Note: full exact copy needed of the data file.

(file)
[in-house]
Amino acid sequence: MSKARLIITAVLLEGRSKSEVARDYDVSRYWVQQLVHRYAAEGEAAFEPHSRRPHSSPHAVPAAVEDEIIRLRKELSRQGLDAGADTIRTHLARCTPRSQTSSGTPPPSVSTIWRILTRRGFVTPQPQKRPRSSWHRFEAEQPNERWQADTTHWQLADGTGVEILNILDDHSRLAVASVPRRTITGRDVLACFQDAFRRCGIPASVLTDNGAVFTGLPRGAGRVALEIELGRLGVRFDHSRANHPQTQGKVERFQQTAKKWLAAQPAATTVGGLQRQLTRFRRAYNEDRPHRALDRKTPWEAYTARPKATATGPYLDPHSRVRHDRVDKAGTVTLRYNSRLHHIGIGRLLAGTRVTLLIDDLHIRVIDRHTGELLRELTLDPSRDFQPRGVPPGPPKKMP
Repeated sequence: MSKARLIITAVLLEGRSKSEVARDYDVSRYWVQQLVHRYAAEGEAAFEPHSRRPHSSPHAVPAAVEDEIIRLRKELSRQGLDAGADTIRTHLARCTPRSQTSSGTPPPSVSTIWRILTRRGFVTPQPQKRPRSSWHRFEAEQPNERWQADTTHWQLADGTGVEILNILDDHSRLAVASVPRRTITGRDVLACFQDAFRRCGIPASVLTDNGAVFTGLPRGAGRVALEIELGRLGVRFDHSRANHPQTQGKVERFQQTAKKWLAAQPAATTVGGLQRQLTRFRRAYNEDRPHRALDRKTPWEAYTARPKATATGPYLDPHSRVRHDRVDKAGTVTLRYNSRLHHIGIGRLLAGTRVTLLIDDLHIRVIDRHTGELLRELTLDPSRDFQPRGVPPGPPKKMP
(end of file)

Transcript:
[in-house]
Amino acid sequence: MSKARLIITAVLLEGRSKSEVARDYDVSRYWVQQLVHRYAAEGEAAFEPHSRRPHSSPHAVPAAVEDEIIRLRKELSRQGLDAGADTIRTHLARCTPRSQTSSGTPPPSVSTIWRILTRRGFVTPQPQKRPRSSWHRFEAEQPNERWQADTTHWQLADGTGVEILNILDDHSRLAVASVPRRTITGRDVLACFQDAFRRCGIPASVLTDNGAVFTGLPRGAGRVALEIELGRLGVRFDHSRANHPQTQGKVERFQQTAKKWLAAQPAATTVGGLQRQLTRFRRAYNEDRPHRALDRKTPWEAYTARPKATATGPYLDPHSRVRHDRVDKAGTVTLRYNSRLHHIGIGRLLAGTRVTLLIDDLHIRVIDRHTGELLRELTLDPSRDFQPRGVPPGPPKKMP
Repeated sequence: MSKARLIITAVLLEGRSKSEVARDYDVSRYWVQQLVHRYAAEGEAAFEPHSRRPHSSPHAVPAAVEDEIIRLRKELSRQGLDAGADTIRTHLARCTPRSQTSSGTPPPSVSTIWRILTRRGFVTPQPQKRPRSSWHRFEAEQPNERWQADTTHWQLADGTGVEILNILDDHSRLAVASVPRRTITGRDVLACFQDAFRRCGIPASVLTDNGAVFTGLPRGAGRVALEIELGRLGVRFDHSRANHPQTQGKVERFQQTAKKWLAAQPAATTVGGLQRQLTRFRRAYNEDRPHRALDRKTPWEAYTARPKATATGPYLDPHSRVRHDRVDKAGTVTLRYNSRLHHIGIGRLLAGTRVTLLIDDLHIRVIDRHTGELLRELTLDPSRDFQPRGVPPGPPKKMP